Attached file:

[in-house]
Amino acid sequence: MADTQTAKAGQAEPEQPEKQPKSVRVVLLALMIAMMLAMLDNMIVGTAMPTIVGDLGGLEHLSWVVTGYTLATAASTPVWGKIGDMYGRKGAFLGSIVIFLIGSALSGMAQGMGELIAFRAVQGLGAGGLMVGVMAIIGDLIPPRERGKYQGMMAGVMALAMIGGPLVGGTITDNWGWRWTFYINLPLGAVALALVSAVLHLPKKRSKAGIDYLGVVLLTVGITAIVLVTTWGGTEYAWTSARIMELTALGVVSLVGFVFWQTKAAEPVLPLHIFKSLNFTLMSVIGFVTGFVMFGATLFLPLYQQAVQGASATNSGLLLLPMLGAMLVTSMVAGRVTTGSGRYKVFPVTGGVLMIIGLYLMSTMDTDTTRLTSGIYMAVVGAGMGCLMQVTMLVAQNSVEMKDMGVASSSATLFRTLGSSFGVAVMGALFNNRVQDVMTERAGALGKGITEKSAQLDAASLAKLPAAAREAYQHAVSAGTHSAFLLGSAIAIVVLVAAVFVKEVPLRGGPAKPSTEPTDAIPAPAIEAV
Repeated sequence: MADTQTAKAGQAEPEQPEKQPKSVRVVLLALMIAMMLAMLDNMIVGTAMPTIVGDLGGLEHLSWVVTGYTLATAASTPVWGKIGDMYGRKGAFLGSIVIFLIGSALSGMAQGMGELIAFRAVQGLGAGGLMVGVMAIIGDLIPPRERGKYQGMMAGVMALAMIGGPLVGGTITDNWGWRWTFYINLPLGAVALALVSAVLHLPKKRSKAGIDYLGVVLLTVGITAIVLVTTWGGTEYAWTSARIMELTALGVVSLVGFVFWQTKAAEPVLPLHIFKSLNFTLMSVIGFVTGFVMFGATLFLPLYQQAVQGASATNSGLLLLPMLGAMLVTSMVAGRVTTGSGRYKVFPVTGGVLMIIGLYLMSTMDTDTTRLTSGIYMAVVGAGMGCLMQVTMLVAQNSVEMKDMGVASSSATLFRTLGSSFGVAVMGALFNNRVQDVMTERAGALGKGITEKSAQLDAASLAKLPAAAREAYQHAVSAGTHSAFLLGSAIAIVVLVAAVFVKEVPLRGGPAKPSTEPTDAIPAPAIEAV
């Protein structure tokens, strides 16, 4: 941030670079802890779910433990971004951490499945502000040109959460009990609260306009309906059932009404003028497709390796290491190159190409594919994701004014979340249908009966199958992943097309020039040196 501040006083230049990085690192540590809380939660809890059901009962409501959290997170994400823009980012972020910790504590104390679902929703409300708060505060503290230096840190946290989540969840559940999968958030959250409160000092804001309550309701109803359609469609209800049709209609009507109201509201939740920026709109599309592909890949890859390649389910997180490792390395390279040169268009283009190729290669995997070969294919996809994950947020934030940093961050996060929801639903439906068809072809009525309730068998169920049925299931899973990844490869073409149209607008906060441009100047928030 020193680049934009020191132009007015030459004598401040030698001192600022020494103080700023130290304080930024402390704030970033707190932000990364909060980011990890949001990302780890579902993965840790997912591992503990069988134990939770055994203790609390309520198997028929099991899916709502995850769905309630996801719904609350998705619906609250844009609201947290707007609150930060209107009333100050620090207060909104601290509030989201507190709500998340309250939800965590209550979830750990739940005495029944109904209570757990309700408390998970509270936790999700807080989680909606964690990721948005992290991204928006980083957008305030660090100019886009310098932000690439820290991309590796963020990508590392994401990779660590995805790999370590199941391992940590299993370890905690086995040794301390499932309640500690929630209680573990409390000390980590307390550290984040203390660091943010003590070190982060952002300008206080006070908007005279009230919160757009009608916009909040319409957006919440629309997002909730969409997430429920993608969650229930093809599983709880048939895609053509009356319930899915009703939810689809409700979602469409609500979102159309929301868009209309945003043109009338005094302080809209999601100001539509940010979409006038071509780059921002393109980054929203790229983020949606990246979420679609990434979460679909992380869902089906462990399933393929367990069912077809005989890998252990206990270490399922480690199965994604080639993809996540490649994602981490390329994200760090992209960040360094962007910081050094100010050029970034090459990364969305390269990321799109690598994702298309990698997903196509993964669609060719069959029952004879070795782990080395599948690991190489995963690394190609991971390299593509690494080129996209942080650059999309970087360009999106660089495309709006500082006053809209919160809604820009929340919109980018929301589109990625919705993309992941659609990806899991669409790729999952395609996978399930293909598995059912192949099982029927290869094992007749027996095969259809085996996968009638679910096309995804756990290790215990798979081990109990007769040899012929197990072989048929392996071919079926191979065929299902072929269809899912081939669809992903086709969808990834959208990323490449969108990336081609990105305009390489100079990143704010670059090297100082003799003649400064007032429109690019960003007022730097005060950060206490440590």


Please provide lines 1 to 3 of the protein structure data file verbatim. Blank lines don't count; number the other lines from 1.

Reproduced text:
[in-house]
Amino acid sequence: MADTQTAKAGQAEPEQPEKQPKSVRVVLLALMIAMMLAMLDNMIVGTAMPTIVGDLGGLEHLSWVVTGYTLATAASTPVWGKIGDMYGRKGAFLGSIVIFLIGSALSGMAQGMGELIAFRAVQGLGAGGLMVGVMAIIGDLIPPRERGKYQGMMAGVMALAMIGGPLVGGTITDNWGWRWTFYINLPLGAVALALVSAVLHLPKKRSKAGIDYLGVVLLTVGITAIVLVTTWGGTEYAWTSARIMELTALGVVSLVGFVFWQTKAAEPVLPLHIFKSLNFTLMSVIGFVTGFVMFGATLFLPLYQQAVQGASATNSGLLLLPMLGAMLVTSMVAGRVTTGSGRYKVFPVTGGVLMIIGLYLMSTMDTDTTRLTSGIYMAVVGAGMGCLMQVTMLVAQNSVEMKDMGVASSSATLFRTLGSSFGVAVMGALFNNRVQDVMTERAGALGKGITEKSAQLDAASLAKLPAAAREAYQHAVSAGTHSAFLLGSAIAIVVLVAAVFVKEVPLRGGPAKPSTEPTDAIPAPAIEAV
Repeated sequence: MADTQTAKAGQAEPEQPEKQPKSVRVVLLALMIAMMLAMLDNMIVGTAMPTIVGDLGGLEHLSWVVTGYTLATAASTPVWGKIGDMYGRKGAFLGSIVIFLIGSALSGMAQGMGELIAFRAVQGLGAGGLMVGVMAIIGDLIPPRERGKYQGMMAGVMALAMIGGPLVGGTITDNWGWRWTFYINLPLGAVALALVSAVLHLPKKRSKAGIDYLGVVLLTVGITAIVLVTTWGGTEYAWTSARIMELTALGVVSLVGFVFWQTKAAEPVLPLHIFKSLNFTLMSVIGFVTGFVMFGATLFLPLYQQAVQGASATNSGLLLLPMLGAMLVTSMVAGRVTTGSGRYKVFPVTGGVLMIIGLYLMSTMDTDTTRLTSGIYMAVVGAGMGCLMQVTMLVAQNSVEMKDMGVASSSATLFRTLGSSFGVAVMGALFNNRVQDVMTERAGALGKGITEKSAQLDAASLAKLPAAAREAYQHAVSAGTHSAFLLGSAIAIVVLVAAVFVKEVPLRGGPAKPSTEPTDAIPAPAIEAV